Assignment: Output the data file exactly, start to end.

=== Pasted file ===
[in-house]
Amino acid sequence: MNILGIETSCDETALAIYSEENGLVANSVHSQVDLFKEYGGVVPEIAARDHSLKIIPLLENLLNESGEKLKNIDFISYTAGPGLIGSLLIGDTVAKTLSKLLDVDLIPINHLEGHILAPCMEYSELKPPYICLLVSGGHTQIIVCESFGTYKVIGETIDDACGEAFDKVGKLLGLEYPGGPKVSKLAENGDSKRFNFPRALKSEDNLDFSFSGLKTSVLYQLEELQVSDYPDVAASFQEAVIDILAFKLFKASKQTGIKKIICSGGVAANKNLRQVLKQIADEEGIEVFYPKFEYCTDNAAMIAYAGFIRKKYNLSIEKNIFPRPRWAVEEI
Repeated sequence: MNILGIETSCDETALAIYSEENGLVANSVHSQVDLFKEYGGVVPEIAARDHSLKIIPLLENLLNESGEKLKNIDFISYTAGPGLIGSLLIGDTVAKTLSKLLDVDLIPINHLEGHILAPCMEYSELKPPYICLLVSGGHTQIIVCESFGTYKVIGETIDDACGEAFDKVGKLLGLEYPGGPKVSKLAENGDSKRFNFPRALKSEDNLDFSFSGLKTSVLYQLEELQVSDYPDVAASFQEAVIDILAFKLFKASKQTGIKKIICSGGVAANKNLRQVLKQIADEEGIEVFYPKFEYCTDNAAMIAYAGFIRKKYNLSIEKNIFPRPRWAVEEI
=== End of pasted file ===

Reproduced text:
[in-house]
Amino acid sequence: MNILGIETSCDETALAIYSEENGLVANSVHSQVDLFKEYGGVVPEIAARDHSLKIIPLLENLLNESGEKLKNIDFISYTAGPGLIGSLLIGDTVAKTLSKLLDVDLIPINHLEGHILAPCMEYSELKPPYICLLVSGGHTQIIVCESFGTYKVIGETIDDACGEAFDKVGKLLGLEYPGGPKVSKLAENGDSKRFNFPRALKSEDNLDFSFSGLKTSVLYQLEELQVSDYPDVAASFQEAVIDILAFKLFKASKQTGIKKIICSGGVAANKNLRQVLKQIADEEGIEVFYPKFEYCTDNAAMIAYAGFIRKKYNLSIEKNIFPRPRWAVEEI
Repeated sequence: MNILGIETSCDETALAIYSEENGLVANSVHSQVDLFKEYGGVVPEIAARDHSLKIIPLLENLLNESGEKLKNIDFISYTAGPGLIGSLLIGDTVAKTLSKLLDVDLIPINHLEGHILAPCMEYSELKPPYICLLVSGGHTQIIVCESFGTYKVIGETIDDACGEAFDKVGKLLGLEYPGGPKVSKLAENGDSKRFNFPRALKSEDNLDFSFSGLKTSVLYQLEELQVSDYPDVAASFQEAVIDILAFKLFKASKQTGIKKIICSGGVAANKNLRQVLKQIADEEGIEVFYPKFEYCTDNAAMIAYAGFIRKKYNLSIEKNIFPRPRWAVEEI